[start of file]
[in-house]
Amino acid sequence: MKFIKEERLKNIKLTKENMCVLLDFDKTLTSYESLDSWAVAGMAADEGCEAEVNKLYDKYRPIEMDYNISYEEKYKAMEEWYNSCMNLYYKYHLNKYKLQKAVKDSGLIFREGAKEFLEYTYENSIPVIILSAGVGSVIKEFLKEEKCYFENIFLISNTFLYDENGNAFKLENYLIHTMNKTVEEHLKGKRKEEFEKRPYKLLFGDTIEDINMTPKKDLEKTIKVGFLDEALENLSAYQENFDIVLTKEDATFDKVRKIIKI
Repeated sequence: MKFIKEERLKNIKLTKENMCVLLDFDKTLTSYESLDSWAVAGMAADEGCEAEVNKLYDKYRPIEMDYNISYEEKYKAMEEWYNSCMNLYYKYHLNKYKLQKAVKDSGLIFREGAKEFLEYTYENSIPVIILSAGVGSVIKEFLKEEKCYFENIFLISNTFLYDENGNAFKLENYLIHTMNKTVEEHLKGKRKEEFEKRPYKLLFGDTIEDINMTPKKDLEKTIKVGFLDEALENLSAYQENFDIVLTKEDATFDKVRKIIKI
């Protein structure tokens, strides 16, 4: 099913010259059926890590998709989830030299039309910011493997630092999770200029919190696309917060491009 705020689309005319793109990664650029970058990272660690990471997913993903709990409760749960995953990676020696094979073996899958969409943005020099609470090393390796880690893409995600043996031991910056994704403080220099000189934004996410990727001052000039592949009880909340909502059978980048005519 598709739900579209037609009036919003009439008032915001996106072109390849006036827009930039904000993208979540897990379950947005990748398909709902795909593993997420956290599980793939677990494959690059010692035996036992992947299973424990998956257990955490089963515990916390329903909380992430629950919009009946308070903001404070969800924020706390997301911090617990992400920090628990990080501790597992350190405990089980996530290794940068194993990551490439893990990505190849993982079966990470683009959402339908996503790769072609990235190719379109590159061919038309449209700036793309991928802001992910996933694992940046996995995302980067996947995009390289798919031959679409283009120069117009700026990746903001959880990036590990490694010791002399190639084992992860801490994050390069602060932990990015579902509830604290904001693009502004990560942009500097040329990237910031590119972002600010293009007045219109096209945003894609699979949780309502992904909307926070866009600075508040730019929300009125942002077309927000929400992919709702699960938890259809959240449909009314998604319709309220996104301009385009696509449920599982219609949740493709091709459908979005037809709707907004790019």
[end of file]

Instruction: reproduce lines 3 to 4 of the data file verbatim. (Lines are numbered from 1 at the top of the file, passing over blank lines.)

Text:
Repeated sequence: MKFIKEERLKNIKLTKENMCVLLDFDKTLTSYESLDSWAVAGMAADEGCEAEVNKLYDKYRPIEMDYNISYEEKYKAMEEWYNSCMNLYYKYHLNKYKLQKAVKDSGLIFREGAKEFLEYTYENSIPVIILSAGVGSVIKEFLKEEKCYFENIFLISNTFLYDENGNAFKLENYLIHTMNKTVEEHLKGKRKEEFEKRPYKLLFGDTIEDINMTPKKDLEKTIKVGFLDEALENLSAYQENFDIVLTKEDATFDKVRKIIKI
């Protein structure tokens, strides 16, 4: 099913010259059926890590998709989830030299039309910011493997630092999770200029919190696309917060491009 705020689309005319793109990664650029970058990272660690990471997913993903709990409760749960995953990676020696094979073996899958969409943005020099609470090393390796880690893409995600043996031991910056994704403080220099000189934004996410990727001052000039592949009880909340909502059978980048005519 598709739900579209037609009036919003009439008032915001996106072109390849006036827009930039904000993208979540897990379950947005990748398909709902795909593993997420956290599980793939677990494959690059010692035996036992992947299973424990998956257990955490089963515990916390329903909380992430629950919009009946308070903001404070969800924020706390997301911090617990992400920090628990990080501790597992350190405990089980996530290794940068194993990551490439893990990505190849993982079966990470683009959402339908996503790769072609990235190719379109590159061919038309449209700036793309991928802001992910996933694992940046996995995302980067996947995009390289798919031959679409283009120069117009700026990746903001959880990036590990490694010791002399190639084992992860801490994050390069602060932990990015579902509830604290904001693009502004990560942009500097040329990237910031590119972002600010293009007045219109096209945003894609699979949780309502992904909307926070866009600075508040730019929300009125942002077309927000929400992919709702699960938890259809959240449909009314998604319709309220996104301009385009696509449920599982219609949740493709091709459908979005037809709707907004790019």